Sunday, November 23, 2008

A Comparison of Tuscan and Standard Italian

The Tuscan dialect of Italian, spoken by about 3.5 million people, is considered the basis of Standard Italian. Florence is one of the cities in which it is spoken. Famous writers such as Dante Alighieri, Francesco Petrarca and Niccolo Machiavelli wrote in the literary version of Tuscan. However, Tuscan exhibits certain differences from the standard language. A number of these differences are phonological.

The soft c and g weaken in Tuscan. In other words, the affricates of standard Italian are pronounced as fricatives. This process is known as deaffrication. For example, in the phrase "la gente" (the people) the g of "gente" is pronounced with the voiced alveopalatal fricative of "genre" and not the voiced alveopalatal affricate of "gentle". This also occurs with the voiceless alveopalatal affricate in "la cena" (the dinner). The c of "cena" is pronounced with the voiceless alveopalatal fricative of "shoe".

The process of affrication also occurs. The voiceless alveolar fricative /s/ is pronounced as an affricate /ts/ when it is preceded by an /r/, /l/ or /n/. For example, in "il sole" (the sun), "sole" is pronounced [tsole]. This also occurs word-internally. For example, "falso" (false) is pronounced [faltso].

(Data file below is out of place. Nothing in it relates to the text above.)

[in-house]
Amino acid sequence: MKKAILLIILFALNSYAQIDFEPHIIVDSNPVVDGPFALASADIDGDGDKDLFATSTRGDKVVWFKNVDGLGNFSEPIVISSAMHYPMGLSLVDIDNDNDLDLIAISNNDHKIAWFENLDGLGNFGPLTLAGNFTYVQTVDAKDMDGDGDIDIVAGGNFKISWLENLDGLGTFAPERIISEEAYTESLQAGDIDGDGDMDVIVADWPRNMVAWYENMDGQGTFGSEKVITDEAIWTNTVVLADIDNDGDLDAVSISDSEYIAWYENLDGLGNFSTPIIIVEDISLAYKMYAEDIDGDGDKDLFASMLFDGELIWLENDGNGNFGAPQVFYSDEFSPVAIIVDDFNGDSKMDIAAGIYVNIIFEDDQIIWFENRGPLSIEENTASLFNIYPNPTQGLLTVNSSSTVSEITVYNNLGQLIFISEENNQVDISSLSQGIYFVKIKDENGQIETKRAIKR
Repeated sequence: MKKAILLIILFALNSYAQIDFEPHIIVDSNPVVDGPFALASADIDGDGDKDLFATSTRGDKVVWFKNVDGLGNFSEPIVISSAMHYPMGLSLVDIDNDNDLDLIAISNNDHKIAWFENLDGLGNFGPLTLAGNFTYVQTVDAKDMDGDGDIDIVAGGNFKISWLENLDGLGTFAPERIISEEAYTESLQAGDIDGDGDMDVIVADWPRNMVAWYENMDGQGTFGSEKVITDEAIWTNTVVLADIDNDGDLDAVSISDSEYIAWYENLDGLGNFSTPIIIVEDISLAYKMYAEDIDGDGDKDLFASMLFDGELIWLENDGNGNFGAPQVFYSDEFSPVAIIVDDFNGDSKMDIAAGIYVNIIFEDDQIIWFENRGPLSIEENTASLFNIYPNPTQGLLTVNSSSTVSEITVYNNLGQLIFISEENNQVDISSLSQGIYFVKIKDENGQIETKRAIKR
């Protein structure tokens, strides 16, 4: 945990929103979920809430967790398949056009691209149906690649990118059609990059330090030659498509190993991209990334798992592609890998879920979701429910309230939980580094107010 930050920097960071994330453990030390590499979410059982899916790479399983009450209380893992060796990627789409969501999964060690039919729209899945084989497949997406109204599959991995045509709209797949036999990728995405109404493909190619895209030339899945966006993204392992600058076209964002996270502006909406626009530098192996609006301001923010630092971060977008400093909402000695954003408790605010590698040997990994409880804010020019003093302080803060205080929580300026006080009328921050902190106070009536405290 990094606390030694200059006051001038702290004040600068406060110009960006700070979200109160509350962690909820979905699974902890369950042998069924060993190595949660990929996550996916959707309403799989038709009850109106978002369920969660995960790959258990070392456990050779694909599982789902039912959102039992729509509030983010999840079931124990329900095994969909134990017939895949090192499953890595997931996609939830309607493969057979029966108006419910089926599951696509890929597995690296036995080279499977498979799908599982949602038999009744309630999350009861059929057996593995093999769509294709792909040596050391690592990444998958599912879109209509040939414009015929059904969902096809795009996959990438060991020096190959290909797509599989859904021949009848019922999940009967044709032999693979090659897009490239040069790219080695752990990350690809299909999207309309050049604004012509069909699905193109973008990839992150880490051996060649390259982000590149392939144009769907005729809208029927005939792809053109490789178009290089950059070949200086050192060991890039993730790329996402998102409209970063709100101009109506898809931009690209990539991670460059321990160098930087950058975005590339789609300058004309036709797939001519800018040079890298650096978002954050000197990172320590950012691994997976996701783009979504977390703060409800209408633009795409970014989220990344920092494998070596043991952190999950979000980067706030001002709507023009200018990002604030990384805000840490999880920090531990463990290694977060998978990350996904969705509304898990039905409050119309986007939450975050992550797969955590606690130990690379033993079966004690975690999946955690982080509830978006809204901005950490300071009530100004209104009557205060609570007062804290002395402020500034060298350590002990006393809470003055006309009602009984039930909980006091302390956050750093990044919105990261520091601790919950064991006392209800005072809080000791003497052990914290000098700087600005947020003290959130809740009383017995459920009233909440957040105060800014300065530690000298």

Many words which have the diphthong "uo" in standard Italian are pronounced with the monophthong "o". For example, "buono" (good) and "nuovo" (new) are pronounced "bono" and "novo".

Perhaps the most famous feature of Tuscan is the weakening of intervocalic voiceless plosives. The voiceless velar plosive becomes a voiceless glottal fricative, the voiceless dental or alveolar plosive becomes a voiceless interdental fricative and the voiceless bilabial plosive becomes a voiceless bilabial fricative. This is often called the Tuscan gorgia which means the Tuscan throat.

The word "giuoco" (game) is pronouced with a glottal fricative before the final syllable. This change of a plosive into a fricative between two vowels is an example of weakening or lenition and can also be called spirantization. However, this change can also occur word initially if the preceding word ends in a vowel. For example, "la casa" (the house) is pronounced [la haza]. The voiceless alveolar fricative voices intervocalically.

Further examples of this weakening occur in "lupo" (wolf) and "muto" (mute). In "lupo" the "p" is pronounced as a voiceless bilabial fricative (this fricative also occurs in Japanese) and in "muto" the "t" is pronounced as a voiceless interdental fricative as in "thin".

The Tuscan dialect is a well-known dialect of Italian which formed the basis of the standard language. Nevertheless, a number of phonological differences differentiate it from Standard Italian. One of these is the process in which voiceless plosives weaken, a phenomenon often referred to as the Italian gorgia or Italian throat.

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